Filter advice

Discussion in 'Photography Beginners' Forum' started by oxcart, Oct 23, 2009.

  1. oxcart

    oxcart TPF Noob!

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    Hi folks,

    In an effort to get past the PS thread and to try to embrace more of the tools available, I'm planning to buy a few filters. I expect the first thing that will be recommended is a polariser. Beyond that (I know this is vague), what are the staple filters you use? If it helps any; in the past I've mostly been shooting sports, but I'll probably be taking a lot more architecture/building photos in the future.

    Thanks in advance,
    M
     
  2. tirediron

    tirediron Watch the Birdy! Staff Member Supporting Member

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    Definitely a polarizing filter should be the first filter your buy. After that it depends a lot on your requirements, but you won't go wrong with a couple of neutral density and graduated neutral density filters (ND, G-ND).

    Remember that quality in filters is paramount. A cheap, poor quality filter is often worse than no filter at all and quality costs. A high-end CPOL in a "professional" size (77mm) can be as much as $400. You don't necessarily need to go that high, but always buy the best you can. For CPOLs, and NDs look to B+W, Singh-Ray and Heliopan. Tiffen and Hoya are decent, but ONLY if you buy the multi-coated ones.

    For G-NDs rectangular gel filters are better than traditional screw-in filters as they will let you place the transition at any point in the image. For these, try Singh-Ray, Lee or Cokin.
     
  3. Overread

    Overread has a hat around here somewhere Staff Member Supporting Member

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    +1 to what that guy just said!
    I think he covered many of the filters which are not possible to recreat in editing - such as the warming or cooling kinds of filter - barring infra red filters (I'm sure I have seen those) and I am pretty sure they work only on the film media since digiatal cameras have a filter which blocks IR light in the camera design
     
  4. Big Mike

    Big Mike I am Big, I am Mike Staff Member Supporting Member

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    Yes, most certainly a polarizer is a good choice.
    I also use an ND filter on rare occasions. Split/grad filters do have a use, but I don't use mine anymore.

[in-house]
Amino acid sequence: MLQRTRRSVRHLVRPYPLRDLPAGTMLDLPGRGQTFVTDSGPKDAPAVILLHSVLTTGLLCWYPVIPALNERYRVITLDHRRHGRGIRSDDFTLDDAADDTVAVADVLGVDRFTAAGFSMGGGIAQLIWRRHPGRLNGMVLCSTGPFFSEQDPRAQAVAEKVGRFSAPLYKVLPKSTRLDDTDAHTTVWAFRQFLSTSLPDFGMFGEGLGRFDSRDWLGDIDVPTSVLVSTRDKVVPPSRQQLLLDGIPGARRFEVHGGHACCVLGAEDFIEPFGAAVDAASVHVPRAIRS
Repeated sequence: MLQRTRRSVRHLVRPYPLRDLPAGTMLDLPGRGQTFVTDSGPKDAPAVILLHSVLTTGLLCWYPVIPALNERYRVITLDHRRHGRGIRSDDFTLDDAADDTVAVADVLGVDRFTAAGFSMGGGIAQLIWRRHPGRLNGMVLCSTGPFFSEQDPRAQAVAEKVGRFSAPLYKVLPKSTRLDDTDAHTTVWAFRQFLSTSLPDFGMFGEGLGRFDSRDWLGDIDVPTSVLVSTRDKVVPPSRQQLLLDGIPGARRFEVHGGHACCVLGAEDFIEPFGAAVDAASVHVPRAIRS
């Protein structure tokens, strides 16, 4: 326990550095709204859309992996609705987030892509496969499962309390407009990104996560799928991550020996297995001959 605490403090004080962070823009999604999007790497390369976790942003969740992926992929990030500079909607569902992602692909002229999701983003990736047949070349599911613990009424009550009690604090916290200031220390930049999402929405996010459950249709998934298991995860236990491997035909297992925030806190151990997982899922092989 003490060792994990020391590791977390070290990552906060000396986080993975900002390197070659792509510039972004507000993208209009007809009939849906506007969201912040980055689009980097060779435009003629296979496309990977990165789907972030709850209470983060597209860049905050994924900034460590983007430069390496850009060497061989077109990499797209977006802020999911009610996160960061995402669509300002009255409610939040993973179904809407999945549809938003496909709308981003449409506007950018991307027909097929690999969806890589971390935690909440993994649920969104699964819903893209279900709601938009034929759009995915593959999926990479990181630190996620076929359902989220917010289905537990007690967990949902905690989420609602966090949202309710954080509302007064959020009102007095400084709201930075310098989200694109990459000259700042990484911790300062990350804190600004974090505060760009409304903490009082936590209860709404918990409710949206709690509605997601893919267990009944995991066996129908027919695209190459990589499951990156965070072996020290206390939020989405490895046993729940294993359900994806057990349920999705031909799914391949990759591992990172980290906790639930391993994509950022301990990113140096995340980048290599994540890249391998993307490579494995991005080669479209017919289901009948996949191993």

They way I see it, most other filers are too limiting. They basically give you two options...filter on or filter off.
    But when you take your images into the digital darkroom, you can replicate the effects of most filters...but you can also fine tune the effects with an almost unlimited degree of freedom. Not only with the amount of effect that is applied, but with where it is and isn't on the image.
     
  5. tirediron

    tirediron Watch the Birdy! Staff Member Supporting Member

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    Yes, no, and maybe, not necessarily in that order. IR filters are all but useless on off-the-shelf digital cameras, however there are several companies that will modify your digital camera by removing the internal IR filter to allow you to make IR photos. The downside is that the modified camera is now only good for IR work.
     
  6. Overread

    Overread has a hat around here somewhere Staff Member Supporting Member

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    wooops I forgot to metion gutting and modding ones camera for IR work - odd since it is something that I plan to do oneday to my little 400D cause beasties don't see IR light so instant night vision camera (when using a nice big IR flashlight)
     
  7. tirediron

    tirediron Watch the Birdy! Staff Member Supporting Member

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    I'll debate that 'til the end of time Mike. Yes, you can replicate similar effects to that produced by filters, but in my experience (and I've used both the Tiffen and Nik filter suites) the results are mediocre at best and downright crap at worst when compared to using real filters.
     

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